She suggested if it does go to Galveston, it means one of three things:

"The U.S. realizes it needs to support the Kurdistan Regional government and the peshmerga against the Islamic state, so it will not take even more territory; secondly, it has not changed its policy permanently, but is sending a warning to Maliki –see what we can do if you do not become more cooperative; or thirdly, an oil company, or more than one, are willing to defy the U.S. government to protect their interests."

Ottaway added, sooner or later U.S. policy will change, because the U.S. needs the Kurds to help stop ISIL.

"Too early to say change"

On the other hand, London based Energy Aspects expert Richard Mallinson said it is too early to tell whether it will actually dock there or if a U.S. buyer has been found for the crude onboard.

Mallinson noted that the ship may still change course or remain off the coast.

Mallinson emphasized the U.S. would prefer to see Baghdad and Erbil reach a compromise over oil exports and other disagreements.

"If the ship does unload in Texas, then the U.S. response will be watched closely to see how actively U.S. authorities help Baghdad to pursue legal claims," he added.

London based Carduchi energy consulting firm's head, Shwan Zulal also cautiously said it is too early to say the U.S. position has changed.

"But the fact the tanker is heading there without serious opposition is an indication the U.S.' position maybe softening due to the whole situation in Iraq and the dire finances of the KRG," he stated.

Iraqi Kurdish Oil Nears Texas Port


July 26, 2014 5:39 PM


A tanker carrying crude oil from Iraqi Kurdistan is hours away from the Port of Galveston in Texas, according to Reuters ship tracking data and the U.S. Coast Guard, its arrival imminent despite Washington's concerns about independent oil sales from the autonomous region.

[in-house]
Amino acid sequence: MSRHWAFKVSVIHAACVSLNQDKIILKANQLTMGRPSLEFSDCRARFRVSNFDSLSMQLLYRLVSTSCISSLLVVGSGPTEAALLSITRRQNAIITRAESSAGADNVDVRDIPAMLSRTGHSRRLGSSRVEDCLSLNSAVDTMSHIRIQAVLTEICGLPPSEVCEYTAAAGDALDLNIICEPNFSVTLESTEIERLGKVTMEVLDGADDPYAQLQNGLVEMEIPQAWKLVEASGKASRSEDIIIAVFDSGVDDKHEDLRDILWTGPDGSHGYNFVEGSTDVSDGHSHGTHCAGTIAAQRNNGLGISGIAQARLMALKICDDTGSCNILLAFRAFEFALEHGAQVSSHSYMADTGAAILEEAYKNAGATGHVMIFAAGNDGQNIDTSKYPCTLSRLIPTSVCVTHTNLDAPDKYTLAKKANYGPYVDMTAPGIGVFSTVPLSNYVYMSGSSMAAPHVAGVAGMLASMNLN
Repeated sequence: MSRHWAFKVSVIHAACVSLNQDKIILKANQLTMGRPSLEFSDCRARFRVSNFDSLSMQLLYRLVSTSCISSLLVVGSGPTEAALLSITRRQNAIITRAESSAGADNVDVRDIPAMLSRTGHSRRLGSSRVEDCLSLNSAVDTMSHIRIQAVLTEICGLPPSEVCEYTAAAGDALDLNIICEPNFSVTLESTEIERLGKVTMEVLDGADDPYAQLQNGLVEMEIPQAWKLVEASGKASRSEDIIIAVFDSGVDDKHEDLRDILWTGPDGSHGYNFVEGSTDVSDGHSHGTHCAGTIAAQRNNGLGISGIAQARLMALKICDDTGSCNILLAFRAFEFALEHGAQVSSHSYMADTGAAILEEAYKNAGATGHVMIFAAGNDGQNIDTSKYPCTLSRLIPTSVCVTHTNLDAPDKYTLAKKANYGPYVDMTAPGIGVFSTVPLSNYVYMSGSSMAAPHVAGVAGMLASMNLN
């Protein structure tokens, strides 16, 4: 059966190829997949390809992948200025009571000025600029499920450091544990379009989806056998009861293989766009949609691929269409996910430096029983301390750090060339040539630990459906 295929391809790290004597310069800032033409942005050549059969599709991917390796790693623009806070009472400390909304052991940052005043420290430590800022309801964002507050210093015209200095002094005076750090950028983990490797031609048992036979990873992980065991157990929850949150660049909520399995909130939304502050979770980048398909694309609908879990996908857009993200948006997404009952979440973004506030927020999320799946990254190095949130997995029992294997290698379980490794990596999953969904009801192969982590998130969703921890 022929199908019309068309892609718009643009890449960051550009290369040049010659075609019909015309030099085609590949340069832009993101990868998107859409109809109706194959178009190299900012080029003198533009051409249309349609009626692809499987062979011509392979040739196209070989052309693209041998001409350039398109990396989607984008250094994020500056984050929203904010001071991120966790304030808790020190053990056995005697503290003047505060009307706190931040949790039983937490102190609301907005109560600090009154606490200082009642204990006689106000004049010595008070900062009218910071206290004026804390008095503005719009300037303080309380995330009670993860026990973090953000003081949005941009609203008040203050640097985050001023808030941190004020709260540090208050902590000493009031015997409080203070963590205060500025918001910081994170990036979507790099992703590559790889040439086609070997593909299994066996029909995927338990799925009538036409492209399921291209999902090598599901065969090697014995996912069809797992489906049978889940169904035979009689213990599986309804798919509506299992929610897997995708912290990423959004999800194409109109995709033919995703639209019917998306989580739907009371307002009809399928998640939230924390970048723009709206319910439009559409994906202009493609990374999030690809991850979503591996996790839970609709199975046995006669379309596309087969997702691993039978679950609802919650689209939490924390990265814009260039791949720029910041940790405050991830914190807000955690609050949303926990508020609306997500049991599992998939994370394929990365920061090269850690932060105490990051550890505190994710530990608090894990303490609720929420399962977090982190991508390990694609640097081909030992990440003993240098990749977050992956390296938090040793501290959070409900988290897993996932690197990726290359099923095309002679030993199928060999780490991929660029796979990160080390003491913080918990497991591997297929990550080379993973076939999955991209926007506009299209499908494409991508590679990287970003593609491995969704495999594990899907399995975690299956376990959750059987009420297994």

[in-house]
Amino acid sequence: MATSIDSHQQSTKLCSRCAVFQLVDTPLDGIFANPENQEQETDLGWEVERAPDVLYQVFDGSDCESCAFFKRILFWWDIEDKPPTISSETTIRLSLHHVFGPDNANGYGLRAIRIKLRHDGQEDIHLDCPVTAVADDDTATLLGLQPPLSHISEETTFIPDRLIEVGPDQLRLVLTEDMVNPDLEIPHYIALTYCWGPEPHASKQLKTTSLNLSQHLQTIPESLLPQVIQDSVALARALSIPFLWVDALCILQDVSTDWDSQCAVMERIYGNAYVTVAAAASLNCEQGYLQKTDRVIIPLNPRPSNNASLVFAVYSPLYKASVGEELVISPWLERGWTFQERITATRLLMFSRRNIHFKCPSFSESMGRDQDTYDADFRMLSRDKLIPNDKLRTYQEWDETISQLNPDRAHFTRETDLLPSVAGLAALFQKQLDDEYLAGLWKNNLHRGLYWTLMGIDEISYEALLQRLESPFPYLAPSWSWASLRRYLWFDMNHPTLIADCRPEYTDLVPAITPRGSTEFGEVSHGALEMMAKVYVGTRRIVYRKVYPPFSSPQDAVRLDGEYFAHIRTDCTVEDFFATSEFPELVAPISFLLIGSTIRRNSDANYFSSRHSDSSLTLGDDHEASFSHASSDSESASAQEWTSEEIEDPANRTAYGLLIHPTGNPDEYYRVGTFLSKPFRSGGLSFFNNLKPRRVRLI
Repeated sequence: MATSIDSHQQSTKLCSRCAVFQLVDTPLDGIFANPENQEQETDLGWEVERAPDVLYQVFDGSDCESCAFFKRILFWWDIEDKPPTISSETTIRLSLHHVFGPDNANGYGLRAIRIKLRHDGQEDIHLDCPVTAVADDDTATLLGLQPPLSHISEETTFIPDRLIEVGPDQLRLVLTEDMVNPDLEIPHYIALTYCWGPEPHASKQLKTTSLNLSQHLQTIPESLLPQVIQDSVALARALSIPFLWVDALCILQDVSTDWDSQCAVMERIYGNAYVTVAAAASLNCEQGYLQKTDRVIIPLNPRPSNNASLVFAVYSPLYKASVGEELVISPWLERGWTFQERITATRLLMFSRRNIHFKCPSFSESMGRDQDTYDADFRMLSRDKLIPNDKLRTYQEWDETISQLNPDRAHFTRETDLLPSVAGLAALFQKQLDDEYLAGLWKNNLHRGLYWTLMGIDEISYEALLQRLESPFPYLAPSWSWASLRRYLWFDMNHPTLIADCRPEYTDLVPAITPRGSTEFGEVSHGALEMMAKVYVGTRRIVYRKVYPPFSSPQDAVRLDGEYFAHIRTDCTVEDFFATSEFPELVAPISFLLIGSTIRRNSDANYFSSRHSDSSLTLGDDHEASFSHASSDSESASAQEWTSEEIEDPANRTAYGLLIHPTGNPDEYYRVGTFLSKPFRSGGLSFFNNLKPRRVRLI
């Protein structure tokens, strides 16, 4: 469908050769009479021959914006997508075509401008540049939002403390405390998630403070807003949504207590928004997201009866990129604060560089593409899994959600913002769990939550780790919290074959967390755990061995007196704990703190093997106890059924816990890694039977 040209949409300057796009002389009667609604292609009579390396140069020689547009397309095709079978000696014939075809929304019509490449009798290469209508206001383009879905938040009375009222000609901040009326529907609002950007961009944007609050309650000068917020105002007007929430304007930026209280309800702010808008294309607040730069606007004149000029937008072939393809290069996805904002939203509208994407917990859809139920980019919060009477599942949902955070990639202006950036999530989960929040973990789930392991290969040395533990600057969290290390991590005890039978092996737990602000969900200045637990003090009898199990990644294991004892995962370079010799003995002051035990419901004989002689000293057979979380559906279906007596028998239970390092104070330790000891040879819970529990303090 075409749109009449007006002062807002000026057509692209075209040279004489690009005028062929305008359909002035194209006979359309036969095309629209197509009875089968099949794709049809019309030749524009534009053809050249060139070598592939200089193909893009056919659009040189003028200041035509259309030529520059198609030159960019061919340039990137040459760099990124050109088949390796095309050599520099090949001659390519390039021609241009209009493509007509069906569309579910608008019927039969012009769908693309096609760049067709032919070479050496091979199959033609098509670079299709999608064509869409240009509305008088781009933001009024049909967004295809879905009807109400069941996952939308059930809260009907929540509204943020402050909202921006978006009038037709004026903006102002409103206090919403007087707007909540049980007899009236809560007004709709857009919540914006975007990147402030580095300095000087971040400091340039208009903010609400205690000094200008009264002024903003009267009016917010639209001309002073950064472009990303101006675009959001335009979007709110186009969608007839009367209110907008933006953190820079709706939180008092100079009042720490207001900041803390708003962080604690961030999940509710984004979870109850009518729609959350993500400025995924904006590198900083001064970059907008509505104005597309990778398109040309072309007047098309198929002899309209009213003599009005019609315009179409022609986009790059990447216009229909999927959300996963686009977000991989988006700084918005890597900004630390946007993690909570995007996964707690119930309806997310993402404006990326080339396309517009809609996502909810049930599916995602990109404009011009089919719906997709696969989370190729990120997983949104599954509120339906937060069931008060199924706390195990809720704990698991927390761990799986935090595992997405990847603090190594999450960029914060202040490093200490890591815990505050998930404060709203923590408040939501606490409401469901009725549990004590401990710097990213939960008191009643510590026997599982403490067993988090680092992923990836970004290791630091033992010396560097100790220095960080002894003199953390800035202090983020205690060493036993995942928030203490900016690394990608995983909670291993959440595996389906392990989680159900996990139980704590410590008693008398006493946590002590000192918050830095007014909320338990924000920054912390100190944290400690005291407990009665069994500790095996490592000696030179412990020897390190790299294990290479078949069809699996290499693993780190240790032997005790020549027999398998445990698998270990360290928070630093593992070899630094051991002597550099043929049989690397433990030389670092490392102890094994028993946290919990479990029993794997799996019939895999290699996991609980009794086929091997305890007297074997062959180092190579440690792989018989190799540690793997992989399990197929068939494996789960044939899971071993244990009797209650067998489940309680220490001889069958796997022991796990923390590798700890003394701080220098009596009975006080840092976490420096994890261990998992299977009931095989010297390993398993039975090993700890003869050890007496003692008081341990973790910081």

The Marshall Islands-flagged tanker United Kalavrvta, which left the Turkish port of Ceyhan in June carrying oil from a new Kurdish pipeline, is slated to approach the Texas port of Galveston on Saturday evening and has issued a notice of pre-arrival to ship traffic managers.

But Coast Guard Petty Officer Andy Kendrick said the ship is too large to enter the Galveston port, near Houston. That means it would have to offload its cargo onto smaller ships offshore before the oil is delivered to the U.S. mainland.

It could possibly start offloading the oil as soon as Sunday, after Coast Guard officials carry out routine safety inspections of the vessel.

Kendrick also said the Coast Guard was in contact with the U.S. State Department, the National Security Council and the Department of Homeland Security about the ship's arrival.

Trading sources in Texas, New York, London and Geneva have been unable to identify the buyer of the United Kalavrvta's cargo. The oil could go to any one of the many refineries located along the U.S. Gulf Coast.

The ship carries approximately 1 million barrels of crude, which would fetch more than $100 million at international prices.

Any sale of Kurdish crude oil to a U.S. refinery would infuriate Baghdad, which sees such deals as smuggling, raising questions about Washington's commitment to preventing oil sales from the autonomous region.

The U.S. government has expressed fears that independent oil sales from Kurdistan could contribute to the break-up of Iraq as the government in Baghdad struggles to contain ultra-hardline Islamic State, a group of Sunni Islamist insurgents who have captured vast areas of the country.

But it also has grown frustrated with Iraqi Prime Minister Nuri al-Maliki's handling of the crisis.

Washington has pressured companies and governments not to buy crude from the Kurdish Regional Government (KRG), but it has stopped short of banning U.S. firms from buying it outright.

The KRG has renewed its push for an independent state amid the latest violence roiling Iraq. Its relationship with Baghdad has deteriorated over what it sees as Maliki's role in stoking the crisis and the long-running dispute over oil sales.

On Thursday, Carlos Pascual, head of the U.S. State Department's Energy Bureau, told Reuters that there had been no change of policy in Washington toward Kurdish independent oil sales, but he said he hoped the central government and the region could reach an agreement in time.

Baghdad has threatened to sue anyone that buys Kurdish oil.

Edited by Butifldrm